God's choice of Israel was based upon nothing other than mercy (v. 16). The example of God giving Israel mercy indicates that "it," that is, mercy, comes out of the will of God, because it certainly was not merited by Israel. God's acts of mercy to Israel as a nation do not then guarantee personal salvation for any of them. Because God is God, He is allowed to do as He chooses. Verse 16 points this out – “So then it is not of him that willeth, nor of him that runneth, but of God that sheweth mercy.”
I want to come at is from another angle for a moment. The majority of the Jews were refusing to repent and accept Jesus Christ as Messiah. They were clinging to the idol of Jewish nationalism as a means of salvation. They claimed to be saved because of their relationship to Abraham. But, God was under no obligation to be merciful to them. Remember, Paul’s topic is about how most of the physical descendants of Abraham were rejecting the gospel, and not all the physical seed of Abraham are the children of God (vs. 7). Just as God sovereignly chose Jacob (the nation) to bring Jesus to the world–even though tradition would have chosen Esau–God has the right to sovereignly choose whom to save based on His own will. Just because the Jews WILLED to be saved based on race and tradition and just because they called Abraham their father–this did not make them saved. God chooses to save all those who have the FAITH of Abraham–not the blood of Abraham. This promise is open to all, both Jews and Gentiles. Neither the will of man nor the traditions of man will ever change that.
The Example of Pharaoh
Just as God may use those of His choosing for blessings, He may also chose who He will for special demonstrations of His wrath. This is the case of Pharaoh. That is what is in focus here in Romans 9:17-18 “For the scripture saith unto Pharaoh, Even for this same purpose have I raised thee up, that I might shew my power in thee, and that my name might be declared throughout all the earth. 18 Therefore hath he mercy on whom he will have mercy, and whom he will he hardeneth.”
The Scripture Paul is referencing is Exodus 9:16. It is clear that the account of Pharaoh is NOT about the king’s eternal salvation or damnation. It is about God showing His power and hardening Pharaoh’s heart. When God says “I raised thee up,” it is not that Pharaoh was foreordained or predestined Pharaoh to Hell, but that God brought him, an already evil man, to his reign over Egypt as the leader of that nation, so that his personal wickedness could reveal itself more plainly in order then to display the glory of God (Exodus 4:21).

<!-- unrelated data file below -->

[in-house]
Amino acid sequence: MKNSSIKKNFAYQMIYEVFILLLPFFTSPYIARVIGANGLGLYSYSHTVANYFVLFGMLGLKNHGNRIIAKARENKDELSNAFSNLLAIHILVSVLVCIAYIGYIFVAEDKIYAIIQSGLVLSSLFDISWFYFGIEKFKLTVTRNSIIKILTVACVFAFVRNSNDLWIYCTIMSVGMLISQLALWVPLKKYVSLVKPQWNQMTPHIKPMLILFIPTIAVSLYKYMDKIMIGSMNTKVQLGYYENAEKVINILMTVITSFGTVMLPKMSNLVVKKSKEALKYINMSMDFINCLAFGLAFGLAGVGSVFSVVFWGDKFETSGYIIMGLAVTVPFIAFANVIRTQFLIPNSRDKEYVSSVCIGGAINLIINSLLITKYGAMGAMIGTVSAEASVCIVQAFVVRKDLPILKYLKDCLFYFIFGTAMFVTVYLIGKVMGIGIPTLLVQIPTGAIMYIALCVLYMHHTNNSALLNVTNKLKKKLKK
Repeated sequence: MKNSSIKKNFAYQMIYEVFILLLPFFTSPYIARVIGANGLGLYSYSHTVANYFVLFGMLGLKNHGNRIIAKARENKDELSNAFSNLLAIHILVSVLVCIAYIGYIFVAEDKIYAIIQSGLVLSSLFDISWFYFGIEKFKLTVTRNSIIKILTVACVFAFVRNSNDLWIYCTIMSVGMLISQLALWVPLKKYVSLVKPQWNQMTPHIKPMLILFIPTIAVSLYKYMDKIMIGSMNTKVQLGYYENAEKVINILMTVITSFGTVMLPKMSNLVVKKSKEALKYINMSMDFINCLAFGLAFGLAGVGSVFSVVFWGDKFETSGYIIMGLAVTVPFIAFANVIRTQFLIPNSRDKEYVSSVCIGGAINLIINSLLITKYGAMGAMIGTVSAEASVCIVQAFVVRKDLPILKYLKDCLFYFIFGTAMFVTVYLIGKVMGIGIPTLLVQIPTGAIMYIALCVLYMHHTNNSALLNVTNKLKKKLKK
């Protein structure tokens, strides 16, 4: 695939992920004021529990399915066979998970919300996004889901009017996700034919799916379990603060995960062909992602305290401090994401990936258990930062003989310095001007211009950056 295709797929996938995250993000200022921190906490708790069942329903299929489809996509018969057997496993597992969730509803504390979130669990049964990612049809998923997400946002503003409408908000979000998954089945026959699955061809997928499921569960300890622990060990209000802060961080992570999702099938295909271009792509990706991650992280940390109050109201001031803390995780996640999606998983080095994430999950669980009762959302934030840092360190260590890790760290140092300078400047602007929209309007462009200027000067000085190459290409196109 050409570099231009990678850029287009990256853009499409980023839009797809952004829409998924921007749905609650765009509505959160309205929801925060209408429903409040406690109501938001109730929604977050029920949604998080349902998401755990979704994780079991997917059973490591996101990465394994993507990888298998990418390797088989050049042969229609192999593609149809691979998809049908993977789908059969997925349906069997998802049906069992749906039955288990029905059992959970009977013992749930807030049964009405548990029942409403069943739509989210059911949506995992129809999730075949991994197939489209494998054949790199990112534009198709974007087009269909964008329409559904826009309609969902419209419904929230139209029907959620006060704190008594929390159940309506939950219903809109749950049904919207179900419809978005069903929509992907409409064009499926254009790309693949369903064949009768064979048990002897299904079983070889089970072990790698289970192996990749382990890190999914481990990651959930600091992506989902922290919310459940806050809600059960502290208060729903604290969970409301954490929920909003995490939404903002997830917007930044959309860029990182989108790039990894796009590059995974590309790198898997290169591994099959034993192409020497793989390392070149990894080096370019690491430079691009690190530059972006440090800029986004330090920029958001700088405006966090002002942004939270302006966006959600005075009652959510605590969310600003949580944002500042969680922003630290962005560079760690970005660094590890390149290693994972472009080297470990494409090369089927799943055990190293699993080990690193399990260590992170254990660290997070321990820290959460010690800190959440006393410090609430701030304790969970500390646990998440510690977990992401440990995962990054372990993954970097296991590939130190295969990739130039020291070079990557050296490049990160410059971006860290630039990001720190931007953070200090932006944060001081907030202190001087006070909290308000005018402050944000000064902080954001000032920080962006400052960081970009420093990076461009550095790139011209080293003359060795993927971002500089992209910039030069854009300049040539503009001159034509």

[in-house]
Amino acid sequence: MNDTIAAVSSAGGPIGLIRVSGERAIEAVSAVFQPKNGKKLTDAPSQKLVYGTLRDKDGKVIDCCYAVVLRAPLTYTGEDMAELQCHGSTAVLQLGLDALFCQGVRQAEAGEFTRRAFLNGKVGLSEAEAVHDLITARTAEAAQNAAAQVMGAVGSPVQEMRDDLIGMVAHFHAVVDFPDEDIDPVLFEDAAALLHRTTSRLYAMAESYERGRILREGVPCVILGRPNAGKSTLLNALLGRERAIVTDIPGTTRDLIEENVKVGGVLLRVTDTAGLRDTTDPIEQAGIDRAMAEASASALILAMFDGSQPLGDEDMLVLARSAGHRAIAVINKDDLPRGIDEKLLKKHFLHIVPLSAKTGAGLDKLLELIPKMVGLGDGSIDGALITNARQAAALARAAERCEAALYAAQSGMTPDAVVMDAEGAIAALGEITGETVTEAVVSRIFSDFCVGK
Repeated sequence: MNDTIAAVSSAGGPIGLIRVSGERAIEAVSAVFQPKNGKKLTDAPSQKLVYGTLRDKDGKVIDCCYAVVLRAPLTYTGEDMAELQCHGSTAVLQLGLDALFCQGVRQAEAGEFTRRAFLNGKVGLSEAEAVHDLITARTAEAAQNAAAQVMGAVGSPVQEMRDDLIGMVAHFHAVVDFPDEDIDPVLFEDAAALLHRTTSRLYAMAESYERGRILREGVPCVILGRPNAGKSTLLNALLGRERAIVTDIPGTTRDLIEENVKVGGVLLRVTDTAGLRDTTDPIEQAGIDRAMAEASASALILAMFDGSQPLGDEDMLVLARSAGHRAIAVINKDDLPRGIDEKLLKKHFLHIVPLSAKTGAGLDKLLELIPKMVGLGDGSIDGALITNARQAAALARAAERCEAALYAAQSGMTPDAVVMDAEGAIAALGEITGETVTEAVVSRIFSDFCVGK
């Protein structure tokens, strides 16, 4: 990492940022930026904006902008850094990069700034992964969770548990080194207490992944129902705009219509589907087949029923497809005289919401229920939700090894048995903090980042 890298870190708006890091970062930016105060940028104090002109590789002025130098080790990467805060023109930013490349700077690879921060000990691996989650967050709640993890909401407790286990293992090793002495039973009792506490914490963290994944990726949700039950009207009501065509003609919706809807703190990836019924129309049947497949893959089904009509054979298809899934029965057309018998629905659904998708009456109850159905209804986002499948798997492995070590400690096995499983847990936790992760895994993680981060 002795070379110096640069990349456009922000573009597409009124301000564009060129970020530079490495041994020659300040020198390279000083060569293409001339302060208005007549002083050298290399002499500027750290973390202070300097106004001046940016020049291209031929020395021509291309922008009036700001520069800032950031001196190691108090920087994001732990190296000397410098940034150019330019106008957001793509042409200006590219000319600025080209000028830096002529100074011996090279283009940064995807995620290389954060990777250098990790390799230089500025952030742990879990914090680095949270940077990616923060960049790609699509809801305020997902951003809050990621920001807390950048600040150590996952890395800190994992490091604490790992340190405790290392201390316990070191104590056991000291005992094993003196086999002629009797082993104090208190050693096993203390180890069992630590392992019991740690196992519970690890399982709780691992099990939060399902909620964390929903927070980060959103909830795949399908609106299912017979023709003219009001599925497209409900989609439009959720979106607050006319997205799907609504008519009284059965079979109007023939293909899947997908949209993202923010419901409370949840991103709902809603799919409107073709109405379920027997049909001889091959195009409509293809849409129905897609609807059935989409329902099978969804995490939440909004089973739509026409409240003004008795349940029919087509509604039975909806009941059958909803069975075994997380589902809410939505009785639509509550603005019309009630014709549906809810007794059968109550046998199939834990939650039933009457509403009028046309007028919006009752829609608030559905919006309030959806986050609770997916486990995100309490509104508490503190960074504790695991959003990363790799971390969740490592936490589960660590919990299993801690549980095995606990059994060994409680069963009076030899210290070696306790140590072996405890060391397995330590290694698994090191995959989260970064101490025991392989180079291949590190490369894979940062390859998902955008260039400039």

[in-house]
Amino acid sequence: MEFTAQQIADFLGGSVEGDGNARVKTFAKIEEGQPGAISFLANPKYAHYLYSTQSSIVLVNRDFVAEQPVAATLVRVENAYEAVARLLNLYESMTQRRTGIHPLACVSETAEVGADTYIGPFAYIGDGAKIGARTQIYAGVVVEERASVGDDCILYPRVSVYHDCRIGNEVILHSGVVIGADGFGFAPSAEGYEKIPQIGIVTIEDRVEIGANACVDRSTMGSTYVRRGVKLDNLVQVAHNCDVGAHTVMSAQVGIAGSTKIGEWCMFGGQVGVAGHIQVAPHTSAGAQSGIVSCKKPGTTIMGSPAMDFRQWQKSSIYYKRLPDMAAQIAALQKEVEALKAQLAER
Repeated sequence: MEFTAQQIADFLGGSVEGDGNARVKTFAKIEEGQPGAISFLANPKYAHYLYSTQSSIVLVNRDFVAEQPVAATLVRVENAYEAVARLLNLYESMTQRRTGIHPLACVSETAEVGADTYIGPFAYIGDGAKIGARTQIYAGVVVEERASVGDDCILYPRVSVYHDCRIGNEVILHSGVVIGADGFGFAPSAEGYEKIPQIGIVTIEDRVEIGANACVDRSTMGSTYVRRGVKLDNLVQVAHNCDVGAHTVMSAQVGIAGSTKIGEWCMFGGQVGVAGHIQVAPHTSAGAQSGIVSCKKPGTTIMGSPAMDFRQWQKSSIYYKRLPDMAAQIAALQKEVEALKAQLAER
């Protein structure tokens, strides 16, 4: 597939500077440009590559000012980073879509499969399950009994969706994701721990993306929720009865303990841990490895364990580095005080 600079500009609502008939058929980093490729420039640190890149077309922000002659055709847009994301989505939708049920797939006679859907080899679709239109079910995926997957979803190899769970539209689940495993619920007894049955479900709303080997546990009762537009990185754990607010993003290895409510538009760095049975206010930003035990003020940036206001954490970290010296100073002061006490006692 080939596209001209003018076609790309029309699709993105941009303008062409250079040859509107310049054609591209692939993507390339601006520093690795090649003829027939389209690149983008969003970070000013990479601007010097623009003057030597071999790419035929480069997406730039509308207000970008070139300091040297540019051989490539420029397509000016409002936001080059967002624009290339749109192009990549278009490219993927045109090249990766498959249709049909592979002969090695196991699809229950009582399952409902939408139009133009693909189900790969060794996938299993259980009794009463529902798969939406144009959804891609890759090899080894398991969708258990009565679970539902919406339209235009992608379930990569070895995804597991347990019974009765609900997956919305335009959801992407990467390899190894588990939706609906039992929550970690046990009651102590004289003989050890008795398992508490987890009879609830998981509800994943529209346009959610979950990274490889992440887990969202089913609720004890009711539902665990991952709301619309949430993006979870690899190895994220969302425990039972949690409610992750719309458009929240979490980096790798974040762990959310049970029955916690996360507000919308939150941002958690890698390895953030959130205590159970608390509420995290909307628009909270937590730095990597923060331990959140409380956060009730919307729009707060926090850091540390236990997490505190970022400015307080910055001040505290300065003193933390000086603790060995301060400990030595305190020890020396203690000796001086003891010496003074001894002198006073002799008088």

Pharaoh was in rebellion against God. He had already proved himself to be an extremely wicked king. It is clear that he hardened his own heart against God (Exodus 5:2, 8:15, 32; 9:7, 34; 1 Samuel 6:6). God has the absolute right to harden a man in his rebellion against God. Proverbs 29:1 reminds us, “He, that being often reproved hardeneth his neck, shall suddenly be destroyed, and that without remedy.” Ten times we read that God hardened Pharaoh’s heart (Exodus 4:21-23; 7:1-6; 9:12; 10:1, 20, 27; 11:10; 14:4, 8, 17). My point is this, both Pharoah and God were hardening Pharoah's heart. Pharaoh provided an arrogant, proud heart, suitable for hardening, and God provided the commands, threats, and leniency which was an environment suitable for hardening.
It is true. If a person hardens their heart and rejects the Gospel message and refused to put their faith in Christ that will lead to the eternal damnation of the soul. However in this context of Pharoah's heart-hardening was God’s design to deliver Israel, His ElectNation by means of the hardening. This illustrates the truth of Proverbs 21:1, "the king's heart is in the hand of the LORD." NOTE:The deliverance of the Nation Israel was NOT spiritual salvation, but a physical deliverance that proved God was both powerful and acovenant keeping God. God was not glorified in some predestined rebellion of Pharaoh, but in the victory of His elect, servant nation over a humanly powerful Egypt. God brought Pharoah to power for those purposes.
The Question of Verse 19
Romans 9:19 “Thou wilt say then unto me, Why doth he yet find fault? For who hath resisted his will?”
Base on the context of Romans 9:1-6, Paul is anticipating a question from the unbelieving, rejected, even hardened Jewish nation who are seeking to justify their rejection of the Savior by charging God with unfairness.
The Potter & The Clay Explained (20-23)
Calvinists claim unconditional election when reading this passage –“Hath not the potter power over the clay, of the same lump to make one vessel unto honour, and another unto dishonour?” (v.21). While God does have the power over the clay, the Calvinists error is in assuming the clay has no choice as to which he will be!
Biblically that is NOT true! Paul’s illustration of the potter and the clay comes from Jeremiah 18. Let’s look at the first four verses–
“The word which came to Jeremiah from the LORD, saying, 2 Arise, and go down to the potter's house, and there I will cause thee to hear my words. 3 Then I went down to the potter's house, and, behold, he wrought a work on the wheels. 4 And the vessel that he made of clay was marred in the hand of the potter: so he made it again another vessel, as seemed good to the potter to make it.”
In this Old Testament Parable the Lord is the potter and the clay represents the Nation of Israel. Not that first, the “clay was marred in the hand of the potter.” Clearly it was NOT the intention for the clay to be marred, because when the marring occurred, the potter “made it again another vessel.” Clearly the potter has NOT predestined what would occur, because when it did, he made another pot.
But why was the clay, Israel, marred in the potters hands? Jeremiah 18:5-11 gives us the answer. “Then the word of the LORD came to me, saying, 6 O house of Israel, cannot I do with you as this potter? saith the LORD. Behold, as the clay is in the potter's hand, so are ye in mine hand, O house of Israel. 7 At what instant I shall speak concerning a nation, and concerning a kingdom, to pluck up, and to pull down, and to destroy it; 8 If that nation, against whom I have pronounced, turn from their evil, I will repent of the evil that I thought to do unto them. 9 And at what instant I shall speak concerning a nation, and concerning a kingdom, to build and to plant it; 10 If it do evil in my sight, that it obey not my voice, then I will repent of the good, wherewith I said I would benefit them. 11 Now therefore go to, speak to the men of Judah, and to the inhabitants of Jerusalem, saying, Thus saith the LORD; Behold, I frame evil against you, and devise a device against you: return ye now every one from his evil way, and make your ways and your doings good.”